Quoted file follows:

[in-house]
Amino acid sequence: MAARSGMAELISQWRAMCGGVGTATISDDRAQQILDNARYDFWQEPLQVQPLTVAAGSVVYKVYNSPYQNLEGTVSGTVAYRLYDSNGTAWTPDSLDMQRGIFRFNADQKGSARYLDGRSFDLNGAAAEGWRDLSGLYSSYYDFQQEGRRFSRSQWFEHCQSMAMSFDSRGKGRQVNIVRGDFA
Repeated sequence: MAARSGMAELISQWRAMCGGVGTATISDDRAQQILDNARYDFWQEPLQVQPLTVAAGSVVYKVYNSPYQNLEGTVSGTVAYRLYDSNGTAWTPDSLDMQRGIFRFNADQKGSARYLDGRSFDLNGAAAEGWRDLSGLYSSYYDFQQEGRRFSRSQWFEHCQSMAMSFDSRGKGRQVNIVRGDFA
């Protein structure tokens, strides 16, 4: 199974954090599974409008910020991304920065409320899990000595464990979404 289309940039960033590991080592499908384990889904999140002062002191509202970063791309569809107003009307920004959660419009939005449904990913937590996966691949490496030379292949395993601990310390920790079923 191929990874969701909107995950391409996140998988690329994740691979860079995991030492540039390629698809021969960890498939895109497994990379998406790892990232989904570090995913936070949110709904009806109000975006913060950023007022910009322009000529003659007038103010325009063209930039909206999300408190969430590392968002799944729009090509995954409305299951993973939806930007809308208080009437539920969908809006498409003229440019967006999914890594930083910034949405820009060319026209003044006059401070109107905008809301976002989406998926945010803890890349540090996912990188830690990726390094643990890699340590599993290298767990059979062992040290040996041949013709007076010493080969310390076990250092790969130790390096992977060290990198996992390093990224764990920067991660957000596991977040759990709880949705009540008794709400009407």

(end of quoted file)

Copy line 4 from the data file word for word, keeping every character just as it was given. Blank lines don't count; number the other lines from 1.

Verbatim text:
């Protein structure tokens, strides 16, 4: 199974954090599974409008910020991304920065409320899990000595464990979404 289309940039960033590991080592499908384990889904999140002062002191509202970063791309569809107003009307920004959660419009939005449904990913937590996966691949490496030379292949395993601990310390920790079923 191929990874969701909107995950391409996140998988690329994740691979860079995991030492540039390629698809021969960890498939895109497994990379998406790892990232989904570090995913936070949110709904009806109000975006913060950023007022910009322009000529003659007038103010325009063209930039909206999300408190969430590392968002799944729009090509995954409305299951993973939806930007809308208080009437539920969908809006498409003229440019967006999914890594930083910034949405820009060319026209003044006059401070109107905008809301976002989406998926945010803890890349540090996912990188830690990726390094643990890699340590599993290298767990059979062992040290040996041949013709007076010493080969310390076990250092790969130790390096992977060290990198996992390093990224764990920067991660957000596991977040759990709880949705009540008794709400009407």